5 reasons tyre pressure can drop
20 Aug 2019
Tyre pressure plays an important role in every car’s performance, handling, and fuel economy. Maintaining optimal tyre pressure not only benefits how your car drives though, it’s also a factor in the longevity of your tyres. However, all tyres leak air, whether quickly or slowly, for a variety of reasons. Learning what the main causes of tyre pressure loss are can help you to identify and avoid them, extending the life of your tyres and keeping you safer on the road.
Main causes of tyre pressure loss
One of the obvious ways that your tyres can lose air pressure is through a puncture. There are different types of punctures that tyres can sustain – a slow leak puncture will gradually drain your tyre of air while a severe puncture might cause your tyre to blow out right away.
Slow leak punctures can be caused by nails, pins, glass, or any other sharp objects becoming embedded in your tyre while you’re driving. Although these punctures are generally small, they can have a drastic effect on your tyre pressure, causing it to drop by up to 3 PSI per day.
The tyre valve is the element of your tyre that keeps the air in and allows you to refill the tyre with an air pump. It should be entirely airtight when closed, allowing no air out and perfectly maintaining tyre pressure.
However, a faulty or damaged tyre valve can mean that air is allowed to escape slowly, gradually decreasing your tyre pressure whether your car is moving or not. Over-tightening the valve stem core (the tube within the valve that carries air in to the tyre) can also cause air loss, so if you’re ever replacing your valve stem core, be careful not to over-tighten it.
Damaged tyre bead
The tyre bead is the part of the tyre that is in contact with the wheel itself. It remains in position in a groove on the wheel thanks to air pressure, but it can also be the cause of lost air pressure.
A small piece of debris that manages to get between the wheel rim and the tyre can allow air to escape from the tyre, deflating it slowly. An old tyre may also have a tyre bead that’s degraded or damaged to the point where it leaks air, which is one of the reasons it’s important to check that part worn tyres are in good condition before you buy.
One of the most common reasons for tyre pressure loss, and the main reason for a tyre losing pressure when there’s no leak, is changes in the temperature of the outside air. Temperature changes affect tyre pressure because of air’s nature – contracting when it’s cooled and expanding when heated.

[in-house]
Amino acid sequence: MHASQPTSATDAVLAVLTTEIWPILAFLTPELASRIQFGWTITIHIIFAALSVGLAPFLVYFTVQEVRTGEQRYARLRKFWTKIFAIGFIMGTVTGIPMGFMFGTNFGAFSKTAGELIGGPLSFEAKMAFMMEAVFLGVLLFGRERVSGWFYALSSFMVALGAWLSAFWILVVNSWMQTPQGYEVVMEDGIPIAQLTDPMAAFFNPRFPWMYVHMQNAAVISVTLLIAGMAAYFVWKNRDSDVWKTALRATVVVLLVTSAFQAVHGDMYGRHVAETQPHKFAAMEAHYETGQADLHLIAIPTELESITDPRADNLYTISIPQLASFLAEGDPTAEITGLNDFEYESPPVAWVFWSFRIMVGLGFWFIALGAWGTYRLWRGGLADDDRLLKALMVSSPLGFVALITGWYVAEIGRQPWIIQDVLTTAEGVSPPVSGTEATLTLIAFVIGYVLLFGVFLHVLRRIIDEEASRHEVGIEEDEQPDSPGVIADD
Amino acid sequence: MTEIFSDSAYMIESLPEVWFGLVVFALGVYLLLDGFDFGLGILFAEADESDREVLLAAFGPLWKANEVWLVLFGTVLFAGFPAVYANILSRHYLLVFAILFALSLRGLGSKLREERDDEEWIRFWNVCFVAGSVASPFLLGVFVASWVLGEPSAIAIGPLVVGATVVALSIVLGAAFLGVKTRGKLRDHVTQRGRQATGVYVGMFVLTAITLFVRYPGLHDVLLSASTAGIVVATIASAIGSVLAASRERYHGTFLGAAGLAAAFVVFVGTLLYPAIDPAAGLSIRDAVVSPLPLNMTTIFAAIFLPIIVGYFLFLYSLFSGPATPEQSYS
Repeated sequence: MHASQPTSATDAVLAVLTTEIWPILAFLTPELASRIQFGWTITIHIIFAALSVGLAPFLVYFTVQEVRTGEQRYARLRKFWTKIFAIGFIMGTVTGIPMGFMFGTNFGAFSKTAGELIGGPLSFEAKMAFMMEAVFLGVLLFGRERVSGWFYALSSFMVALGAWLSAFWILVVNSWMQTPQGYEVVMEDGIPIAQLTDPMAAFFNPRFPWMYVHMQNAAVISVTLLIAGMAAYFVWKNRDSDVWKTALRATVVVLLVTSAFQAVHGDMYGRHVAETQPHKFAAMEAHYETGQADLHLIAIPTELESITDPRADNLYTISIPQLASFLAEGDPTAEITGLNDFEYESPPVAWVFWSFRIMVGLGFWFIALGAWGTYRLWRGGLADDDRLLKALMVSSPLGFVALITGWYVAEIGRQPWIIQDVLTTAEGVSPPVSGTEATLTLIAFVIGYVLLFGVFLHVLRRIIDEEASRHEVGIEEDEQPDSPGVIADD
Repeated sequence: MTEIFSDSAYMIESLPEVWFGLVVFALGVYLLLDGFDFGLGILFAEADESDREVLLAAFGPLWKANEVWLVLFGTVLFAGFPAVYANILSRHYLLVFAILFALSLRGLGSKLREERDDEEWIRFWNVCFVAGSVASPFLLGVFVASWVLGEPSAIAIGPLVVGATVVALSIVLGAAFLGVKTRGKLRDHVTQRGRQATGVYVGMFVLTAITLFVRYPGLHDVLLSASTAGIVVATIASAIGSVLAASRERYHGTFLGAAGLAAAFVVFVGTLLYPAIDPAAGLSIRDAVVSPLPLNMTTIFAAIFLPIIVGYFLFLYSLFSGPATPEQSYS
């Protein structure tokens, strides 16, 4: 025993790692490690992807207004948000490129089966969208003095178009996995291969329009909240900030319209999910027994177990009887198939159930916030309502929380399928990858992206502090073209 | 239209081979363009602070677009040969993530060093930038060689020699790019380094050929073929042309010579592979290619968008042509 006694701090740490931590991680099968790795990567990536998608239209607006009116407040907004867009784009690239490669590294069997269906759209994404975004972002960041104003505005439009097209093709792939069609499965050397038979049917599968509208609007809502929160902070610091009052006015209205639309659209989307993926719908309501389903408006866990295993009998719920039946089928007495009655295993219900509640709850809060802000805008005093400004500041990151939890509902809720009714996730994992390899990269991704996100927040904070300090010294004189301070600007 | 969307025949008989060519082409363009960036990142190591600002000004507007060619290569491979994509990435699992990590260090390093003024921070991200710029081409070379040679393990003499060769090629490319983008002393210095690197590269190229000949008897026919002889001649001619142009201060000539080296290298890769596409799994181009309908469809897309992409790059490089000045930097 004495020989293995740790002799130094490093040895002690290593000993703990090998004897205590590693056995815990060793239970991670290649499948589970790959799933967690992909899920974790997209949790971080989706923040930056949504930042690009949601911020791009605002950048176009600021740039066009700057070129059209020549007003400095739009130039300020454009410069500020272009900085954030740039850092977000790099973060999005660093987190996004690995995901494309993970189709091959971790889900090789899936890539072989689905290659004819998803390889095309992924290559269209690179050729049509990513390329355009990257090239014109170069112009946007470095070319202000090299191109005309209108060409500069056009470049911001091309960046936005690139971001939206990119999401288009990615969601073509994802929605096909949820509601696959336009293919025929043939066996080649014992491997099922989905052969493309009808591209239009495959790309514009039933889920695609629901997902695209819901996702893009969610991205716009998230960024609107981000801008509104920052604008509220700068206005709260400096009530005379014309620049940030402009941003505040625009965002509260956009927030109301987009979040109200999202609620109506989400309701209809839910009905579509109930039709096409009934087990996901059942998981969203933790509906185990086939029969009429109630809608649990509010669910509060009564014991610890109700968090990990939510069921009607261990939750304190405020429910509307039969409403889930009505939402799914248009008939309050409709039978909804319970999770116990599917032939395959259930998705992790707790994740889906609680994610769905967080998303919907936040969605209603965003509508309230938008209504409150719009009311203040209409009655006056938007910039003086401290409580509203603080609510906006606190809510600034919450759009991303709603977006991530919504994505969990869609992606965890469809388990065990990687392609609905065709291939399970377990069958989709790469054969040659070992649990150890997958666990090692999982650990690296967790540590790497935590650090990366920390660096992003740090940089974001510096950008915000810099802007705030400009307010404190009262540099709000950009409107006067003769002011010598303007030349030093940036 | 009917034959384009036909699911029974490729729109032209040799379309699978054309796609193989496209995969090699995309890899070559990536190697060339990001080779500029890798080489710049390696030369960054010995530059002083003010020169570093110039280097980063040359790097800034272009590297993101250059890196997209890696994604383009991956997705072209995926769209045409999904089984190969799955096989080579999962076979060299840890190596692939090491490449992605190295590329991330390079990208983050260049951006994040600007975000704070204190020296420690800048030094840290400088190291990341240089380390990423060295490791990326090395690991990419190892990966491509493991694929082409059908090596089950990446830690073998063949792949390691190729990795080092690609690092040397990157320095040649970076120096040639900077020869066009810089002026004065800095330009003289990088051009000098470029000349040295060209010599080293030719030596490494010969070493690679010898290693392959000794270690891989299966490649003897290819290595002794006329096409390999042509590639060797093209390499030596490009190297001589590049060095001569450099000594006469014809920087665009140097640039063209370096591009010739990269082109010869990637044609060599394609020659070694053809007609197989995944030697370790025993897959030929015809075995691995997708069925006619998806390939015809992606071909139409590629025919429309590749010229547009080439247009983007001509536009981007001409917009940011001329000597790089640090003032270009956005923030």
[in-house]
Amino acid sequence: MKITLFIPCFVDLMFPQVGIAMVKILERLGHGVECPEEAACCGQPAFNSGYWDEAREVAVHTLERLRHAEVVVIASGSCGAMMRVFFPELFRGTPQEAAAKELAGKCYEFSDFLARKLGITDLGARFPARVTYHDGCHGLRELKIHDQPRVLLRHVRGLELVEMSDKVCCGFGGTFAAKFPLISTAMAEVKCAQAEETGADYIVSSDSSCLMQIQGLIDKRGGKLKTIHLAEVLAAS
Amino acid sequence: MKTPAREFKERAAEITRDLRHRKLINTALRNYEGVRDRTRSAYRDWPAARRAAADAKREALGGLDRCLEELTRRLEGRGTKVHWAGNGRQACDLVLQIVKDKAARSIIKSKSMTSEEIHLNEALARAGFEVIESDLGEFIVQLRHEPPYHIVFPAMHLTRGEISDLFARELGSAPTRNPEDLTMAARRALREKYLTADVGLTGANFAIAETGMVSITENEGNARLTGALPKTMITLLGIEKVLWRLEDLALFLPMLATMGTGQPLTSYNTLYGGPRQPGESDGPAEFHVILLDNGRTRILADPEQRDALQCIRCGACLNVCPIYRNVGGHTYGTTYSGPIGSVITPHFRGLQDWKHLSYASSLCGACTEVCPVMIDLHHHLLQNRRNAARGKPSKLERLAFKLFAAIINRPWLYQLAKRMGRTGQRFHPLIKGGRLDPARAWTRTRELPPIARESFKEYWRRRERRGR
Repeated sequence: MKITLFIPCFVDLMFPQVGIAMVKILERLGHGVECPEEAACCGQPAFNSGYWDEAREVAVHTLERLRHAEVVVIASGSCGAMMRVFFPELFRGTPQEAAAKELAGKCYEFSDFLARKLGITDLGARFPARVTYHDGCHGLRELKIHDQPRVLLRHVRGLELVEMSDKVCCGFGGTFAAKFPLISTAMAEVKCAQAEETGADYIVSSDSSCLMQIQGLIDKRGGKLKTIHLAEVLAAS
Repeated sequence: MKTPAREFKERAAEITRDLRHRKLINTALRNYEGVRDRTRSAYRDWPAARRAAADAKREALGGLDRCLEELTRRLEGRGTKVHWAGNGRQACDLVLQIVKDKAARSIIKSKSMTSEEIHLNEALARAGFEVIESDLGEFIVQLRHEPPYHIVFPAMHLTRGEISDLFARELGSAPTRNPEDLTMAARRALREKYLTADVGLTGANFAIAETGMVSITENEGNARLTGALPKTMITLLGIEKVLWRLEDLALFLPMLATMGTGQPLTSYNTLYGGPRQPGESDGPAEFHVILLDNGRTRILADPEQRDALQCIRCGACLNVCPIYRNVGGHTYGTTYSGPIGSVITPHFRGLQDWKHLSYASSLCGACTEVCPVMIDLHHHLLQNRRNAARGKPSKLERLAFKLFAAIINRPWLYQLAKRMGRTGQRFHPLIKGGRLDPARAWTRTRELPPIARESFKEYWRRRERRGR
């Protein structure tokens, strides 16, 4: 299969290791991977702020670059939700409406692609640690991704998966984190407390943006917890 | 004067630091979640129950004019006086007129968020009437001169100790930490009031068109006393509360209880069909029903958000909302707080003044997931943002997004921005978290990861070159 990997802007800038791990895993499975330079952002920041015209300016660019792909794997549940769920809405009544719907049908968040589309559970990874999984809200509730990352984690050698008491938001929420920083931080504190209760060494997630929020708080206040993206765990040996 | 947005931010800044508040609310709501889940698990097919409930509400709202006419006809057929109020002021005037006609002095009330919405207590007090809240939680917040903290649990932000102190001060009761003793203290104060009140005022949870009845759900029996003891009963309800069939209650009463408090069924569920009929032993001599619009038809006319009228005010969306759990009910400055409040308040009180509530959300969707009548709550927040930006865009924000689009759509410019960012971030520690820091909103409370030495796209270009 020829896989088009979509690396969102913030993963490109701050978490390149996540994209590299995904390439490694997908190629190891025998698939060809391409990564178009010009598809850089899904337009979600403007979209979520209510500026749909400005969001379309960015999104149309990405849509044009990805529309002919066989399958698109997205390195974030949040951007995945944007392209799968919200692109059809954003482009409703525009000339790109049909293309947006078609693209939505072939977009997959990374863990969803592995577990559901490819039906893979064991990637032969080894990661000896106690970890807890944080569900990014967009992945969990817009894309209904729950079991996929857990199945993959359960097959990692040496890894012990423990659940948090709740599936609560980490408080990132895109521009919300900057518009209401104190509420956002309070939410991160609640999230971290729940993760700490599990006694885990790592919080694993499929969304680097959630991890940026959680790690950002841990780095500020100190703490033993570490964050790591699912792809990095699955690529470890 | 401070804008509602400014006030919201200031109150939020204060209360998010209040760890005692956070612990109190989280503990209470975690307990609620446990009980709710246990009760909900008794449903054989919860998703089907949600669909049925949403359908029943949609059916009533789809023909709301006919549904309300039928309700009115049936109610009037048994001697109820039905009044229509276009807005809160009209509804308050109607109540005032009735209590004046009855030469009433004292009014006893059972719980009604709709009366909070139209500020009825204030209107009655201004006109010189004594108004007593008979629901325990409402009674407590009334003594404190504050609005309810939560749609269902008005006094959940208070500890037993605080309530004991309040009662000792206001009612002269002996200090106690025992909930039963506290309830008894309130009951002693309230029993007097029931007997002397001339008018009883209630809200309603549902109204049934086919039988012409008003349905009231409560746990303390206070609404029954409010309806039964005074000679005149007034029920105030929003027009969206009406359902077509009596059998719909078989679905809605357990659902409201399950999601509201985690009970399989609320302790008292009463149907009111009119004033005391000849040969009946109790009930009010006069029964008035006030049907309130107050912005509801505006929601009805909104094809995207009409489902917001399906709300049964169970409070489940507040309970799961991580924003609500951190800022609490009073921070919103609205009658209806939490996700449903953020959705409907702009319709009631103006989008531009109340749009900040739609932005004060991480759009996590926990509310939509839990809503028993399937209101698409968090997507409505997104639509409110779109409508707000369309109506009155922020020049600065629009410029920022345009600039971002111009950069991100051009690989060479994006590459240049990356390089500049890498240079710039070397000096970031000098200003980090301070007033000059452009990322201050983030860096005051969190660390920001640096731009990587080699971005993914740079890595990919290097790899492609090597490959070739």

Tyres can lose up to 2% of their air pressure for each decrease in temperature of around 5.5°C. However, the reverse is also true and an increase in temperature of 5.5°C can raise your tyre pressure by up to 2%.
This can be confusing if you check your tyres in the morning and find they’re underinflated, but by the time you get to the air pump in a petrol station, you find that your tyre pressure has returned to normal. As long as there is no damage to your tyre, rim, or valve, there’s no need to add more air to tyres that lose air pressure due to temperature changes.
The final reason for sustained tyre pressure drops, and the most difficult to diagnose, is osmosis. This scientific term describes a gas’s ability to permeate solids, and in a tyre it means that the air within can exit slowly through the rubber walls.
Tyre pressure loss from osmosis is usually around 1-3 PSI per month, which might not seem like much. However, over the course of several months and combined with other factors, this seemingly innocuous leak can reduce your tyre pressure below optimal levels and begin to affect your car’s performance.
How to maintain tyre pressure
- Avoid hazards on the road – potholes, glass shards, and more can cause losses in air pressure
- Regularly check the tightness of your tyre valve, ensuring that it’s not leaking air
- Perform regular checks on the condition of your tyres, checking for small punctures or damage to the tyre bead
- Routinely add air to your tyres to counter the natural air pressure loss that occurs through osmosis and temperature changes
Did you enjoy this blog post?
227 people found this review helpful